- The Washington Times - Thursday, October 16, 2003

A first-ever worldwide poll on religious beliefs shows that religion outranks politics in importance to individuals and that people think politics, not religion, fuels violence.

Designed by the Zogby International polling firm and the University of Rochester’s religion department, the survey is a rare attempt to obtain empirical data about global religious beliefs and practices.

“Religion is far more important to people than politics,” said John Zogby, president of Zogby International. “Most groups acknowledge the possibilities of multiple paths to religious truth and the majority of communities surveyed do not associate religion with trouble, unrest and violence in their own countries.”

What’s unusual about the survey is the number — 4,388 — and breadth of the interviews, conducted from January through March this year in seven countries. Most of the interviews were conducted in person. The poll is available online at www.zogby.com.

Groups polled included Russian Orthodox Christians, South Korean Christians and Buddhists, U.S. Roman Catholics and Protestants, Indian Hindus and Muslims, Israeli Jews and Muslims, Saudi Arabian Muslims and Peruvian Catholics.

Included in the U.S. sample were self-identified born-again Christians, a third of whom said they were political liberals.

Religion is a “high priority” in the lives of more than two-thirds of the Israeli and Indian Muslims, Hindus, born-again American Christians and South Korean Christians, the poll revealed. But less than 60 percent of the Saudi Muslims, Israeli Jews, Buddhists and Russian Orthodox said religion is a priority.

The South Korean Christians polled as the most religious, and they, Muslims, Hindus and born-again Christians said they practiced their religion at least weekly. Muslims scored the highest in daily observance.

Those who practice their religion the least include the Israeli Jews, South Korean Buddhists and Orthodox.

The participants were presented with a series of goals, such as achieving economic security, spending time with family, being actively religious, being actively political, being well-educated, learning a valuable skill and traveling, and asked to rank them in order of priority. The Korean Christians were the only ones who placed religious activity at the top.

All other groups put education and family time above religious involvement, although the born-again American Christians joined the Koreans in placing religion above economic security.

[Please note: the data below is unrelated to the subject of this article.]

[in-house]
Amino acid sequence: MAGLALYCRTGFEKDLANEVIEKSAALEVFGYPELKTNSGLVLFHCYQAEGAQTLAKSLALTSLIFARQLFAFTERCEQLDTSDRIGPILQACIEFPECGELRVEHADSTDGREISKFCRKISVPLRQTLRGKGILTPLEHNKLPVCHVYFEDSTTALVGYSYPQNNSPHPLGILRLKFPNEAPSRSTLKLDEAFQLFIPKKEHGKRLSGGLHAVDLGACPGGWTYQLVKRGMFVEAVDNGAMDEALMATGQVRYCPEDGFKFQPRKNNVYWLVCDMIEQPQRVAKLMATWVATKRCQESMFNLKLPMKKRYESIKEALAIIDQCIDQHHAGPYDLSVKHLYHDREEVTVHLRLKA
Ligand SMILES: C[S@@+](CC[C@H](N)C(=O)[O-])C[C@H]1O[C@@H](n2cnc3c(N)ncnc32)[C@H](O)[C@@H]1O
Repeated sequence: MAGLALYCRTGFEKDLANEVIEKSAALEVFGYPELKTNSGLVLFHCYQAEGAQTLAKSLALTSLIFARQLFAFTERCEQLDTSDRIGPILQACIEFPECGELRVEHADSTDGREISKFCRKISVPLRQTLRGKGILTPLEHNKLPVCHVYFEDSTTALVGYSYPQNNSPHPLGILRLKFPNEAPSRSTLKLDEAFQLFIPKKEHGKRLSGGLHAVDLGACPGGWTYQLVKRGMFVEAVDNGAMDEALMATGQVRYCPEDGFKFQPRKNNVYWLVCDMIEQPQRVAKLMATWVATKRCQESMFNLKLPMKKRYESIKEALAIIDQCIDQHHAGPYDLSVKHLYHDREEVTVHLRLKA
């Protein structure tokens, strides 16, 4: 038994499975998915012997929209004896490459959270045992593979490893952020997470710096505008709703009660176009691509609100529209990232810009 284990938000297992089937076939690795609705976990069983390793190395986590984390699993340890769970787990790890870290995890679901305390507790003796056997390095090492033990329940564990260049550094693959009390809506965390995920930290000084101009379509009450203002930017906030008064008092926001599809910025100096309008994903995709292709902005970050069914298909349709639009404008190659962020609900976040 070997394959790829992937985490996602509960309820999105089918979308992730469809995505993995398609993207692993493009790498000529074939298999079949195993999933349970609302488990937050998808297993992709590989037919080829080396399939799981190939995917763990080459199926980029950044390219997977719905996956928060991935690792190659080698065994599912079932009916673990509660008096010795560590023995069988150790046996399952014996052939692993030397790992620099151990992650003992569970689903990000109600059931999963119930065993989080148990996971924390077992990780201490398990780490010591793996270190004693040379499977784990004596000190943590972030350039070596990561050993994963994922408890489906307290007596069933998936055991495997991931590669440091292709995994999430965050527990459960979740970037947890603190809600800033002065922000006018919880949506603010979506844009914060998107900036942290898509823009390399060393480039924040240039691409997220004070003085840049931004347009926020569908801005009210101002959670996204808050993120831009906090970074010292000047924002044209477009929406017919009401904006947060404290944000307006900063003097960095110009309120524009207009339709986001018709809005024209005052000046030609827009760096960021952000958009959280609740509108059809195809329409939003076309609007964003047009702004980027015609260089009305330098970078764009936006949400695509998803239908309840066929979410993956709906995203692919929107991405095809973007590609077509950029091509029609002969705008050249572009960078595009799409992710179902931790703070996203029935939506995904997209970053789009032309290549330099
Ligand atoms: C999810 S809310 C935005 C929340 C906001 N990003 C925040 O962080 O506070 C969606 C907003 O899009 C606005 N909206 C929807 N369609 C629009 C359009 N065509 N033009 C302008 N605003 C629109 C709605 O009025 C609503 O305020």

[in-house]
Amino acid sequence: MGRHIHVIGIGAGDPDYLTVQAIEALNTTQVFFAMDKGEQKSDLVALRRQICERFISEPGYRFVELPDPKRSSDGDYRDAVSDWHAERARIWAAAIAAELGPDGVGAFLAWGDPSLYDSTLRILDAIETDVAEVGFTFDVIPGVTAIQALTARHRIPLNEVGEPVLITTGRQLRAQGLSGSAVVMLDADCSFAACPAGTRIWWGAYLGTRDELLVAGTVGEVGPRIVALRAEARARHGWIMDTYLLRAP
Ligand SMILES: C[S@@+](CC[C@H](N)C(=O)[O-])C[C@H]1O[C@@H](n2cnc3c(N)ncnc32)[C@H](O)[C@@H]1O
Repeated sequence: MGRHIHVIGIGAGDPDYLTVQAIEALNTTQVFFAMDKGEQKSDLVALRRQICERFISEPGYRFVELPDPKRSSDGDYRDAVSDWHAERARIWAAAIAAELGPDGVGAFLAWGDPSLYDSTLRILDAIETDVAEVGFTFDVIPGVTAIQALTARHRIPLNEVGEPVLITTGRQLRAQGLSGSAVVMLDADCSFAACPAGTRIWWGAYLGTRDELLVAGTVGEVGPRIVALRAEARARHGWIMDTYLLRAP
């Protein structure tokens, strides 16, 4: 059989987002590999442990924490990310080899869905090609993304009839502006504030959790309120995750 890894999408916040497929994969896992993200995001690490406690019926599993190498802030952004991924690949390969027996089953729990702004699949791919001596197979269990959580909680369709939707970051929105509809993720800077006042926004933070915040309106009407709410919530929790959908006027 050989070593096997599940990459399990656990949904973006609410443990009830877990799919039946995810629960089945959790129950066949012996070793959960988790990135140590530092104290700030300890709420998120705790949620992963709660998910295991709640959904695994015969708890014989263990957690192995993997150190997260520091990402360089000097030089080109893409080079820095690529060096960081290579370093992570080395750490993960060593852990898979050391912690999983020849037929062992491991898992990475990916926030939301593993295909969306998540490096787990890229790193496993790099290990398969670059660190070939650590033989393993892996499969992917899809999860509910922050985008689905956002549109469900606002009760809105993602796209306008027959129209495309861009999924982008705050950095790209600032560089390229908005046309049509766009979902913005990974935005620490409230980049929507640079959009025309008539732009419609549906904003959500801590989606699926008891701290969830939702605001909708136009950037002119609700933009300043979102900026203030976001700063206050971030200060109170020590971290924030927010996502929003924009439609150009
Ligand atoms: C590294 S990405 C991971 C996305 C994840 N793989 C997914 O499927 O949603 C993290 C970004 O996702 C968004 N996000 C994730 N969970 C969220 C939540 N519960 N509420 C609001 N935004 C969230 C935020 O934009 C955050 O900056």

All groups, except the Orthodox, placed politics last or second-to-last in priority.

William Green, professor of religion at the University of Rochester, said American Catholics and mainline Protestants gave almost identical answers to many questions. For instance, 15 percent of the former and 16 percent of the latter believe that their religion offers the one true path to God.

Seventy-nine percent of Saudi Muslims, 65 percent of South Korean Christians, 49 percent of Indian Muslims and 41 percent of American born-agains believe that their faith has an exclusive claim to truth.

“But that means almost 60 percent of the born-agains fall outside of that,” Mr. Green said of the Americans, “which means a majority of them are prepared to admit the viability of other religions.”

However, tolerance has its limits for several groups when it comes to intermarriages. South Korean Christians, Hindus, Israeli Jews and Muslims disapprove of people marrying outside their religion, whereas Peruvian Catholics, American Catholics and Protestants overwhelmingly endorsed interfaith marriages.

“Too often,” Mr. Zogby said, “we view religion as something that creates chasms and separates. We found there are strains of commonality among the religious groups we tested. We all share a lot of religious traditions, myths and ethical codes.”

The prospect of a religious society doesn’t terrify people, he said, although the possibility of a theocratic government does. Only South Korean Buddhists disagreed with the idea of a more religious society being good for a country.

“Religion is hardly a mandate for extremism,” Mr. Zogby said. “People see it as a good thing that produces good values.”

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